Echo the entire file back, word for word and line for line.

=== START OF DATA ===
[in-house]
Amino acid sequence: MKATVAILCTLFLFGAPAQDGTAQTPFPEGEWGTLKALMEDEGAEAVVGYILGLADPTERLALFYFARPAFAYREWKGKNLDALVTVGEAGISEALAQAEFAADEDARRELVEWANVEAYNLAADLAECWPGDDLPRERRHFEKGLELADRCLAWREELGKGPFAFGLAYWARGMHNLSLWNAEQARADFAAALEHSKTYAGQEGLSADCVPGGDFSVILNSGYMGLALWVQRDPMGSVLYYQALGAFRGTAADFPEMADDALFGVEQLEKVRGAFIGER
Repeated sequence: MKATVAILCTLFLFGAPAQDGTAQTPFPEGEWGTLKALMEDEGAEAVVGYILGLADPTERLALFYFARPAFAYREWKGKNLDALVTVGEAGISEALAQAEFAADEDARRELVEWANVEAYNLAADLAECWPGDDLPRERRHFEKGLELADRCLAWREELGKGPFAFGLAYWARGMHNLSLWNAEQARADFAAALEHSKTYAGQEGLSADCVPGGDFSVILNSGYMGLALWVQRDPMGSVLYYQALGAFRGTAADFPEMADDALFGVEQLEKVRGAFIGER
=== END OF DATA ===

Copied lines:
[in-house]
Amino acid sequence: MKATVAILCTLFLFGAPAQDGTAQTPFPEGEWGTLKALMEDEGAEAVVGYILGLADPTERLALFYFARPAFAYREWKGKNLDALVTVGEAGISEALAQAEFAADEDARRELVEWANVEAYNLAADLAECWPGDDLPRERRHFEKGLELADRCLAWREELGKGPFAFGLAYWARGMHNLSLWNAEQARADFAAALEHSKTYAGQEGLSADCVPGGDFSVILNSGYMGLALWVQRDPMGSVLYYQALGAFRGTAADFPEMADDALFGVEQLEKVRGAFIGER
Repeated sequence: MKATVAILCTLFLFGAPAQDGTAQTPFPEGEWGTLKALMEDEGAEAVVGYILGLADPTERLALFYFARPAFAYREWKGKNLDALVTVGEAGISEALAQAEFAADEDARRELVEWANVEAYNLAADLAECWPGDDLPRERRHFEKGLELADRCLAWREELGKGPFAFGLAYWARGMHNLSLWNAEQARADFAAALEHSKTYAGQEGLSADCVPGGDFSVILNSGYMGLALWVQRDPMGSVLYYQALGAFRGTAADFPEMADDALFGVEQLEKVRGAFIGER